Tips and Tricks of Great Resumes

How NOT to Write a Resume

You can learn a lot about how to do something right by first learning what NOT to do. Take resumes, for example. I review about 200-300 a month, and most have at least 2-3 mistakes. Yet, all those hundreds of mistakes can be grouped into just a handful of categories, which you would do well to avoid. Read on and learn how to write a better resume by avoiding the mistakes of others, some of them unintentionally hilarious ...

Mistake #1: "Golden Retriever Syndrome"

Never talk about yourself in terms that could also describe a hunting dog, like the following language, which appears in far too many resumes I see: "Hard-working, self-motivated and dependable individual." Tired phrases like that mean nothing to employers, because they could apply to almost anyone ... or almost anyone's dog. Instead, dump the empty assertions and back up the claims in your resume with facts, like this: "Proven sales skills. Ranked in top 3 among 78 reps for 5 straight years, exceeding sales quotas for 18 of 20 quarters." See the difference?

Mistake #2: A Verbal Jungle

To improve your resume (or anything you write), read it out loud. Since writing is just words on paper, reading it aloud will help you write as you would speak. Here's an example of language so dense, you'll need a machete to find any meaning: "Directed assembly of elements from business units in engineering, development, program management, distribution, and legal to effect market research, proposal responses, and contract management into comprehensive, virtual, successful teams ..." After reading that three times, I'm still baffled. Worse, do you think employers have time to read a resume three times to figure it out? No. As a result, that job seeker is still looking for work, I'll wager. Solution: read your resume out loud before sending it out. If you find yourself gasping for breath halfway through a sentence, stick a period or dash in there and break it in two. And if anything you write sounds less than 100% clear when you read it aloud, revise until it would make sense to your mother. Doing so will ensure that your resume resonates with readers at all levels, from HR managers to your future boss.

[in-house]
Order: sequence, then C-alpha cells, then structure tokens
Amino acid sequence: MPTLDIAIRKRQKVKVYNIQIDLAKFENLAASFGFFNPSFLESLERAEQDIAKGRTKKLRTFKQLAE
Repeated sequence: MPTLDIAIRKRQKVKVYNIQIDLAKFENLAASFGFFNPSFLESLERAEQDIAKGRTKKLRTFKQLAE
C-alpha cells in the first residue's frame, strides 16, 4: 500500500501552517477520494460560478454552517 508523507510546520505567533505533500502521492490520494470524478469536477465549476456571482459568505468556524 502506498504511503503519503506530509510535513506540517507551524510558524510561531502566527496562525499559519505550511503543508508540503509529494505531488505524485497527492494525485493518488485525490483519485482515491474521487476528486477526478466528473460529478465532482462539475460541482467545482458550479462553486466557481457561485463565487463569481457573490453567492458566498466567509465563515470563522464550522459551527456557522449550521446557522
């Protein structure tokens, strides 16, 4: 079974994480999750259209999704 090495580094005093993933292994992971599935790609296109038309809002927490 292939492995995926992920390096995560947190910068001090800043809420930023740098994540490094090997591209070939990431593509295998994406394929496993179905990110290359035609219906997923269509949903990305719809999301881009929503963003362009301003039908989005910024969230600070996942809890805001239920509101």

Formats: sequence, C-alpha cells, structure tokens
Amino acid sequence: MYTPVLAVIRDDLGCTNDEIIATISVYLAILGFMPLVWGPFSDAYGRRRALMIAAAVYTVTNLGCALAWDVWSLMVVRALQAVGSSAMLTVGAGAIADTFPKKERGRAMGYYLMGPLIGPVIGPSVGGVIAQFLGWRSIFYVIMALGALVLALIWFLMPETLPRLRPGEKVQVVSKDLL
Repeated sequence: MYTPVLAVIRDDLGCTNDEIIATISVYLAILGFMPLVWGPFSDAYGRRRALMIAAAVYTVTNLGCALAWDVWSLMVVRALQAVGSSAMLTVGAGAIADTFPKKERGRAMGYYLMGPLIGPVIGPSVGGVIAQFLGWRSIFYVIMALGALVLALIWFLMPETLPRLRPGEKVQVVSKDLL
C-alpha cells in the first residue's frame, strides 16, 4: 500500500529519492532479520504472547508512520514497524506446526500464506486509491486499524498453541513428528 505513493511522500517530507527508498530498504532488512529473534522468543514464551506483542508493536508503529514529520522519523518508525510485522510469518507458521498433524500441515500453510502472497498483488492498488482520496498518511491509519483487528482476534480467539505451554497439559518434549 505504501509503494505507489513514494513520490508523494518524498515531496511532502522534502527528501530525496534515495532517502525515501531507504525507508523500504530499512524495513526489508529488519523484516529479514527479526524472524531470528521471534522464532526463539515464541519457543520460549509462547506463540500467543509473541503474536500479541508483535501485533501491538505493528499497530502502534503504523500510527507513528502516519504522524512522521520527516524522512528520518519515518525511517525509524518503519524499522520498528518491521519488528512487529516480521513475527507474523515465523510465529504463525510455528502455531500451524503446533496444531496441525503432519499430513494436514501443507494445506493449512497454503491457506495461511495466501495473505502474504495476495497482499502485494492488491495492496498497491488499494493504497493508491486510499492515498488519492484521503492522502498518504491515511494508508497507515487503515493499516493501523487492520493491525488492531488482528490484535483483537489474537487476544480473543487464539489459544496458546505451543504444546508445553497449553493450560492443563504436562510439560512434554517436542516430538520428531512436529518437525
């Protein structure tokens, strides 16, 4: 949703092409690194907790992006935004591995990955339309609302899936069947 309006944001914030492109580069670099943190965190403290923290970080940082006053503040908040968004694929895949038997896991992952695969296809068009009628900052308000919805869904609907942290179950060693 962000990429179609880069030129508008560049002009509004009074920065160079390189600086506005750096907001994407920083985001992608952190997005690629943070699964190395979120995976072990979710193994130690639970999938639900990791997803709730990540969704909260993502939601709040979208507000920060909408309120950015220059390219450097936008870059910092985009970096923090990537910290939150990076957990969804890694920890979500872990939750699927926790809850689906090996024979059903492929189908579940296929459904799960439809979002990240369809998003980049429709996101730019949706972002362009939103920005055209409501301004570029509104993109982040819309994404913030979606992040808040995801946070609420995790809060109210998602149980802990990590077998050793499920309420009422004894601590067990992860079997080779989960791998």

The Importance of a Great Cover Letter

You've seen a want ad for a job that seems to be the perfect fit for you. You really want to impress the employer, so you set out to write a cover letter that really sizzles. But, somehow, you can't seem to find the right words. You're not certain where the line can be drawn between recognizing your accomplishments and bragging. In short, you're stumped. It is important to realize that there is an art to writing an effective cover letter. However, you don't need to be born with this particular artistic skill. It can be developed in a relatively short period of time. Still, you might be wondering just how important it is to write a great cover letter. The fact is, without a stellar cover letter, chances are you will not be able to land an interview. While a resume is certainly important, it doesn't tell the full story. That's why you need an effective cover letter. It introduces you to the employer, outlines why you're the best candidate for the job, and encourages the employer to find out more about you. Obviously, without an interview, you can't hope to get the job. Therefore, you'll need a first-rate cover letter to display your qualifications to their best advantage. And, once you've crafted a cover letter you like, chances are you'll want to show it off to more than one employer. So invest some time in a cover letter. It's likely to pay off handsomely in helping you to secure future earnings.